Yet, nobody will bail us out, whether it is the IMF or anyone else, without imposing ‘conditionalities’ — primarily to ensure that they get their money back. Here, our team of negotiators (from the finance ministry and State Bank) must learn some lessons from the past. The last two governments entered into agreements with the IMF almost immediately upon coming into power. The 2008 agreement with the IMF was an unmitigated disaster in terms of its impact on growth, which fell from near 6pc to less than 1pc. The economy never quite recovered after that. The 2013 agreement, partly due to the groundwork done by the interim finance team, was able to avoid this shock through a more gradual decline in the fiscal deficit. However, agreeing almost immediately to a reforms agenda was unwise. To the extent possible, the new government should seek some time to finalise the content and sequencing of economic reforms, for which it can take full ownership and deliver.

The immediate challenge will be to agree to a stabilisation package, at an appropriate speed and sequencing of adjustment, that protects the country’s economic interests. Despite its weak bargaining position, the government should work towards a stabilisation package in which the burden of adjustment primarily falls in a sequenced way on the fiscal deficit rather than on the exchange rate. This is not to deny that we need to adjust the exchange rate, but we must keep this limited to its current overvaluation. We must remain fully aware that the cost of a very steep devaluation is especially high for our heavily indebted economy. Doing so would also raise the value of imports, especially oil products, fuelling inflation and eroding competitiveness. To that extent, it would neutralise the gains from devaluation. Most importantly, it would increase the cost of our defence preparedness, which in the current volatile situation cannot be compromised at any cost.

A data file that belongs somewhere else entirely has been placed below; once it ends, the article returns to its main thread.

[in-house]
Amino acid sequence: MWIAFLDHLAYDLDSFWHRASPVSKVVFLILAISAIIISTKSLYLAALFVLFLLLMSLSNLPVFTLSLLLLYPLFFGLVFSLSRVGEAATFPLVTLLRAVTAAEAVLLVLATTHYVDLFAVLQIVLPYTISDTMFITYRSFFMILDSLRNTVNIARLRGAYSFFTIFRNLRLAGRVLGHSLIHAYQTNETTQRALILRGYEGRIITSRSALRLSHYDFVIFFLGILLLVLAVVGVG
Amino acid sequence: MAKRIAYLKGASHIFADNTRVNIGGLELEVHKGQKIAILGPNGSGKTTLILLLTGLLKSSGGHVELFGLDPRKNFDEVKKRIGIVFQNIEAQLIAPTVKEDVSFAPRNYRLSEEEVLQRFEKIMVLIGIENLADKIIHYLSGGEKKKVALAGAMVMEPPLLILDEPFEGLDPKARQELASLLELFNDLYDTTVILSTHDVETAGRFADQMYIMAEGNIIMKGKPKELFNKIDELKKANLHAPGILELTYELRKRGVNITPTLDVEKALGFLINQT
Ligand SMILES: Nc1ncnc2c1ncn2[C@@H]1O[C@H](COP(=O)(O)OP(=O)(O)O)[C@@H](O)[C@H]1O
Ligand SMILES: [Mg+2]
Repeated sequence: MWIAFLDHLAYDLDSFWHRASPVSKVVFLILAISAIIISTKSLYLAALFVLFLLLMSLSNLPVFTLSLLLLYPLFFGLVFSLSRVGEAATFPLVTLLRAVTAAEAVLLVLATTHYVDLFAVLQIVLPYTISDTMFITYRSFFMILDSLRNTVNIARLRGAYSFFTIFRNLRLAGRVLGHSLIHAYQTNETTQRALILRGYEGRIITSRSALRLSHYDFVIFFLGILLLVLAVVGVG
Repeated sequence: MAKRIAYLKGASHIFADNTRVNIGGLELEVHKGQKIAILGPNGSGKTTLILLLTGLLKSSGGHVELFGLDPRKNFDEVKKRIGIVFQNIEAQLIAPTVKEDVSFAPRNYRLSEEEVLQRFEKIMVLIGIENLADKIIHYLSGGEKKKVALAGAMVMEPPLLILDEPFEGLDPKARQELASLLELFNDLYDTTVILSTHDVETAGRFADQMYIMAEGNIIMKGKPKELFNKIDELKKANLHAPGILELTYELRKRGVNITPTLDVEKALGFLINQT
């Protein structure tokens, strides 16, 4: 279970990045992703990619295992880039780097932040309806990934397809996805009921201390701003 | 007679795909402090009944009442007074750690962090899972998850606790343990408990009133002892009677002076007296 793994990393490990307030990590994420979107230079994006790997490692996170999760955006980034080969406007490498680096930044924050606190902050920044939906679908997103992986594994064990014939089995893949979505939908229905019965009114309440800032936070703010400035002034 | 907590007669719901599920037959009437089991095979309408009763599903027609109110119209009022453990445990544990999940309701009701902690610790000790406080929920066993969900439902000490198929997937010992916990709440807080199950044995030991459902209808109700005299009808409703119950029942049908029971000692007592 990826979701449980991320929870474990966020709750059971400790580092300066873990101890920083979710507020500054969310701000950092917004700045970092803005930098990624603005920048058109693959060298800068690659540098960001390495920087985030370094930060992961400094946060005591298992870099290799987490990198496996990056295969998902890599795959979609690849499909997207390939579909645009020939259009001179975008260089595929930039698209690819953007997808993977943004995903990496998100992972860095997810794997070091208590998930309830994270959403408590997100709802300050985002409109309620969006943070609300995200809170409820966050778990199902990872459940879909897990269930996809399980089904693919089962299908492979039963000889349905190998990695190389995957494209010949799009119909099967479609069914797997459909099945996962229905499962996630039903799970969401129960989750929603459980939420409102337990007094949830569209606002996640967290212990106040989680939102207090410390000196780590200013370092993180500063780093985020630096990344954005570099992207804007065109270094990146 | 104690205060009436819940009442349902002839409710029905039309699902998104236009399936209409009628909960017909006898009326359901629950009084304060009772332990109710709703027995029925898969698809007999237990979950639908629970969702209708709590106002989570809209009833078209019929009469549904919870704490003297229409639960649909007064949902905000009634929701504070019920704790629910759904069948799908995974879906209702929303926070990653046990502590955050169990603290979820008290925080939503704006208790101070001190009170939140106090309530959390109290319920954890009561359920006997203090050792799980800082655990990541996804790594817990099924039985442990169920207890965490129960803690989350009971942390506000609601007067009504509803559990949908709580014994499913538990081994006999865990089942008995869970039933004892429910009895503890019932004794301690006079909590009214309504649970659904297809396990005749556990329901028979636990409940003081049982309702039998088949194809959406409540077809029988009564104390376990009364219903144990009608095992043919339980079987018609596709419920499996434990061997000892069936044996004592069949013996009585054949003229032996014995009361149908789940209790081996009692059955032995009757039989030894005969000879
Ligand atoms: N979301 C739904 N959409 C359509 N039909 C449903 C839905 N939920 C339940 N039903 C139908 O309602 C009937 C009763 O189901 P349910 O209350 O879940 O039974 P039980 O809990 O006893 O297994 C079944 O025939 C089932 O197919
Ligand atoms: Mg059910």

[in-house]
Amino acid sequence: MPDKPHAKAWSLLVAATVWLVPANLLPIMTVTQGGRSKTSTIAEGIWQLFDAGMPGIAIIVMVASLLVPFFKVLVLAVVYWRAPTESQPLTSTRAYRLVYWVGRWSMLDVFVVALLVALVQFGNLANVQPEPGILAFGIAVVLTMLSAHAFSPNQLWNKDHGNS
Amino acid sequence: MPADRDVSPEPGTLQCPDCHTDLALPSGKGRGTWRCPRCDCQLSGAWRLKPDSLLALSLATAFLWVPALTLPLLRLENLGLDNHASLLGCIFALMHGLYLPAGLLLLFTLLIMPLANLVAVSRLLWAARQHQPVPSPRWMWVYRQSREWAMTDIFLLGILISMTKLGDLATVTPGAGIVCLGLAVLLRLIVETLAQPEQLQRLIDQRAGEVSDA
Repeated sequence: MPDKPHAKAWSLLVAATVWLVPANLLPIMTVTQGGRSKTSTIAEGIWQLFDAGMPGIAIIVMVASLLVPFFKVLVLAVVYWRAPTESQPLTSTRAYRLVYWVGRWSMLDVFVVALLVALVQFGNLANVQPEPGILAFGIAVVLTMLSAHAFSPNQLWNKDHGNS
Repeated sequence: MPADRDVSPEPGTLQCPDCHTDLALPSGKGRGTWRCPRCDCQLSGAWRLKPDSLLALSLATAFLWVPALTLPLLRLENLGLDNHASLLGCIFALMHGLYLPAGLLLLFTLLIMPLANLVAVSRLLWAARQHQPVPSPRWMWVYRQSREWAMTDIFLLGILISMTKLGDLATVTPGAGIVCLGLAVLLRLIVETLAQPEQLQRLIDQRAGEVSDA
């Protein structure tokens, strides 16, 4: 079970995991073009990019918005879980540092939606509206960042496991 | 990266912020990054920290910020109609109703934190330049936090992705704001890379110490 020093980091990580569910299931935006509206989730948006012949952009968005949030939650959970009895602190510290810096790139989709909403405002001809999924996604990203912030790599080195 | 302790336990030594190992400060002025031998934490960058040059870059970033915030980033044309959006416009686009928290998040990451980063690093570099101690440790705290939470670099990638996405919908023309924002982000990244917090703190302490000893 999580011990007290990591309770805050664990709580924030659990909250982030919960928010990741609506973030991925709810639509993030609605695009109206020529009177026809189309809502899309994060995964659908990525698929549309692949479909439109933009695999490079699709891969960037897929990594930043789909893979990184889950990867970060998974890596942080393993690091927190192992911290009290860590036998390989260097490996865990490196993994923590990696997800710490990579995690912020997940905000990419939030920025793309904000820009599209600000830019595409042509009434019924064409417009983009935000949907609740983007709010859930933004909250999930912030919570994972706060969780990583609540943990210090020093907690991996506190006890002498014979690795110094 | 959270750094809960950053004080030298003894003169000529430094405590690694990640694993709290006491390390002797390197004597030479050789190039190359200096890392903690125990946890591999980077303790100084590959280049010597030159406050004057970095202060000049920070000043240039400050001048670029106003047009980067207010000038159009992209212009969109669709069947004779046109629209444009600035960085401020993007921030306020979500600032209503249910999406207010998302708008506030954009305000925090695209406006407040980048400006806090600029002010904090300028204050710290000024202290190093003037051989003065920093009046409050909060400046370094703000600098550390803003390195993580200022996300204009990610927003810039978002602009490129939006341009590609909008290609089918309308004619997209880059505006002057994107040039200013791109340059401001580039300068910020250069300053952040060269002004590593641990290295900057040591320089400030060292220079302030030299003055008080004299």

Of course, cutting the fiscal deficit is not without cost, even if the decline is made gradual. A 2pc drop in the fiscal deficit would reduce our current GDP growth of around 6pc to near half this amount. Most importantly, to counteract this, we must put in place measures that allow the recent growth momentum to build on the revival of manufacturing and upturn in exports and create the climate to encourage the much-awaited revival in private investment. All this will ensure that the decline in GDP growth is minimised. The emphasis here should be on reversing the anti-export trade and tariff regime and making a serious attempt at cutting down on losses from public-sector enterprises. This should entail including workers and their elected representatives in any restructuring negotiations.